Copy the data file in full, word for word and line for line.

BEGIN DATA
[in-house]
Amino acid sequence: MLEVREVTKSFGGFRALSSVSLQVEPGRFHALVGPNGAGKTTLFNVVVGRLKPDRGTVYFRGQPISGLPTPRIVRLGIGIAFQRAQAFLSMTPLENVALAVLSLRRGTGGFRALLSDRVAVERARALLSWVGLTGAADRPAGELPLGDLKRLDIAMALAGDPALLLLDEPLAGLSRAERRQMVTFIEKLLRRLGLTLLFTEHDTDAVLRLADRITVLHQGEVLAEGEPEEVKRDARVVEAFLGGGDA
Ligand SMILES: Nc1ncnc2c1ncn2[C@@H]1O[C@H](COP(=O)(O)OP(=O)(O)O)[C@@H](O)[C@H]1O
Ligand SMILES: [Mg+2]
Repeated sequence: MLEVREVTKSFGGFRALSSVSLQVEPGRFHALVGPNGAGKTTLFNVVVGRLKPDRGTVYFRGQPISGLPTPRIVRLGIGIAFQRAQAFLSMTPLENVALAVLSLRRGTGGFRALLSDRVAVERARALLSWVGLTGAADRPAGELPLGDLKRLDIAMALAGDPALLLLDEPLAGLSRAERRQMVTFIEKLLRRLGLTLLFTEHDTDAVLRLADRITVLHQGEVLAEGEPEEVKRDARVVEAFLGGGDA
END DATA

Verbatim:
[in-house]
Amino acid sequence: MLEVREVTKSFGGFRALSSVSLQVEPGRFHALVGPNGAGKTTLFNVVVGRLKPDRGTVYFRGQPISGLPTPRIVRLGIGIAFQRAQAFLSMTPLENVALAVLSLRRGTGGFRALLSDRVAVERARALLSWVGLTGAADRPAGELPLGDLKRLDIAMALAGDPALLLLDEPLAGLSRAERRQMVTFIEKLLRRLGLTLLFTEHDTDAVLRLADRITVLHQGEVLAEGEPEEVKRDARVVEAFLGGGDA
Ligand SMILES: Nc1ncnc2c1ncn2[C@@H]1O[C@H](COP(=O)(O)OP(=O)(O)O)[C@@H](O)[C@H]1O
Ligand SMILES: [Mg+2]
Repeated sequence: MLEVREVTKSFGGFRALSSVSLQVEPGRFHALVGPNGAGKTTLFNVVVGRLKPDRGTVYFRGQPISGLPTPRIVRLGIGIAFQRAQAFLSMTPLENVALAVLSLRRGTGGFRALLSDRVAVERARALLSWVGLTGAADRPAGELPLGDLKRLDIAMALAGDPALLLLDEPLAGLSRAERRQMVTFIEKLLRRLGLTLLFTEHDTDAVLRLADRITVLHQGEVLAEGEPEEVKRDARVVEAFLGGGDA